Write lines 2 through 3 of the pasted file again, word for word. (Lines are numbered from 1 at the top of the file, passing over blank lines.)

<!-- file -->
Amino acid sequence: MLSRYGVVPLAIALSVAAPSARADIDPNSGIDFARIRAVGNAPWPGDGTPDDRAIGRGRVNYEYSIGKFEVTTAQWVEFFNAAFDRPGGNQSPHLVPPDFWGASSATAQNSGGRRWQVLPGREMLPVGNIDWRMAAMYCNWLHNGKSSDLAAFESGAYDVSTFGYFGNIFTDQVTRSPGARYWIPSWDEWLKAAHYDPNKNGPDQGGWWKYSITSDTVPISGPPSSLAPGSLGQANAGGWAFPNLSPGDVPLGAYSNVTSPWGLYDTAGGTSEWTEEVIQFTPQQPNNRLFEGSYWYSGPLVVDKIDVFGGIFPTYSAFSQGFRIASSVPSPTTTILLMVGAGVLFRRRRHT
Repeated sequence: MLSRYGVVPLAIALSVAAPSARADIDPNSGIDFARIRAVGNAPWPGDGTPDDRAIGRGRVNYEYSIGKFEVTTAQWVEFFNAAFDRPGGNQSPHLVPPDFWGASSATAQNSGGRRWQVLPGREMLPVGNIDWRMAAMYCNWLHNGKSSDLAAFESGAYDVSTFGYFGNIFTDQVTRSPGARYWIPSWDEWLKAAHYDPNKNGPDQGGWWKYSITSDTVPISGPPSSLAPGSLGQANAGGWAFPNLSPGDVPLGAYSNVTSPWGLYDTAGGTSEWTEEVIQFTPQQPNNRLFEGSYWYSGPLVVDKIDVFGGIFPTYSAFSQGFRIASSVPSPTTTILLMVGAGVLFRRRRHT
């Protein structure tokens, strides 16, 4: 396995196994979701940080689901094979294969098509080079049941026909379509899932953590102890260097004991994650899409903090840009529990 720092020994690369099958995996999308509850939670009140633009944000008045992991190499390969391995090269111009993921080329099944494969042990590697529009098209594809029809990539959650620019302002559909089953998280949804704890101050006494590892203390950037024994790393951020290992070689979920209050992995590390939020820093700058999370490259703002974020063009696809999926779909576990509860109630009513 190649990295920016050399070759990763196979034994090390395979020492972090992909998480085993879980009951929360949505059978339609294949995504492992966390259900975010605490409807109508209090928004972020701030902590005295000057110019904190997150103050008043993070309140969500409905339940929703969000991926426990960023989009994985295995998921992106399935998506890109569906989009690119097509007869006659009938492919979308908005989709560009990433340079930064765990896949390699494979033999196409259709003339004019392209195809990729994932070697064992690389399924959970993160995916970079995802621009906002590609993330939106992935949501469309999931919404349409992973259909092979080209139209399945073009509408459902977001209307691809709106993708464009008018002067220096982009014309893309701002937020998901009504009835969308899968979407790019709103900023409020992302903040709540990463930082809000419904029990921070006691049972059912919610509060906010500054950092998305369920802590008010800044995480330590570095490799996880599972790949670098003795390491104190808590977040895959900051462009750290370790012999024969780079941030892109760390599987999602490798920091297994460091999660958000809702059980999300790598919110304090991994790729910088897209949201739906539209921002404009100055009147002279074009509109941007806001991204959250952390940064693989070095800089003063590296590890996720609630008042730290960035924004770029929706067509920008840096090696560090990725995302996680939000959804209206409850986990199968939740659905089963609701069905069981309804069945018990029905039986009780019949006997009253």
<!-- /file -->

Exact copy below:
Repeated sequence: MLSRYGVVPLAIALSVAAPSARADIDPNSGIDFARIRAVGNAPWPGDGTPDDRAIGRGRVNYEYSIGKFEVTTAQWVEFFNAAFDRPGGNQSPHLVPPDFWGASSATAQNSGGRRWQVLPGREMLPVGNIDWRMAAMYCNWLHNGKSSDLAAFESGAYDVSTFGYFGNIFTDQVTRSPGARYWIPSWDEWLKAAHYDPNKNGPDQGGWWKYSITSDTVPISGPPSSLAPGSLGQANAGGWAFPNLSPGDVPLGAYSNVTSPWGLYDTAGGTSEWTEEVIQFTPQQPNNRLFEGSYWYSGPLVVDKIDVFGGIFPTYSAFSQGFRIASSVPSPTTTILLMVGAGVLFRRRRHT
């Protein structure tokens, strides 16, 4: 396995196994979701940080689901094979294969098509080079049941026909379509899932953590102890260097004991994650899409903090840009529990 720092020994690369099958995996999308509850939670009140633009944000008045992991190499390969391995090269111009993921080329099944494969042990590697529009098209594809029809990539959650620019302002559909089953998280949804704890101050006494590892203390950037024994790393951020290992070689979920209050992995590390939020820093700058999370490259703002974020063009696809999926779909576990509860109630009513 190649990295920016050399070759990763196979034994090390395979020492972090992909998480085993879980009951929360949505059978339609294949995504492992966390259900975010605490409807109508209090928004972020701030902590005295000057110019904190997150103050008043993070309140969500409905339940929703969000991926426990960023989009994985295995998921992106399935998506890109569906989009690119097509007869006659009938492919979308908005989709560009990433340079930064765990896949390699494979033999196409259709003339004019392209195809990729994932070697064992690389399924959970993160995916970079995802621009906002590609993330939106992935949501469309999931919404349409992973259909092979080209139209399945073009509408459902977001209307691809709106993708464009008018002067220096982009014309893309701002937020998901009504009835969308899968979407790019709103900023409020992302903040709540990463930082809000419904029990921070006691049972059912919610509060906010500054950092998305369920802590008010800044995480330590570095490799996880599972790949670098003795390491104190808590977040895959900051462009750290370790012999024969780079941030892109760390599987999602490798920091297994460091999660958000809702059980999300790598919110304090991994790729910088897209949201739906539209921002404009100055009147002279074009509109941007806001991204959250952390940064693989070095800089003063590296590890996720609630008042730290960035924004770029929706067509920008840096090696560090990725995302996680939000959804209206409850986990199968939740659905089963609701069905069981309804069945018990029905039986009780019949006997009253």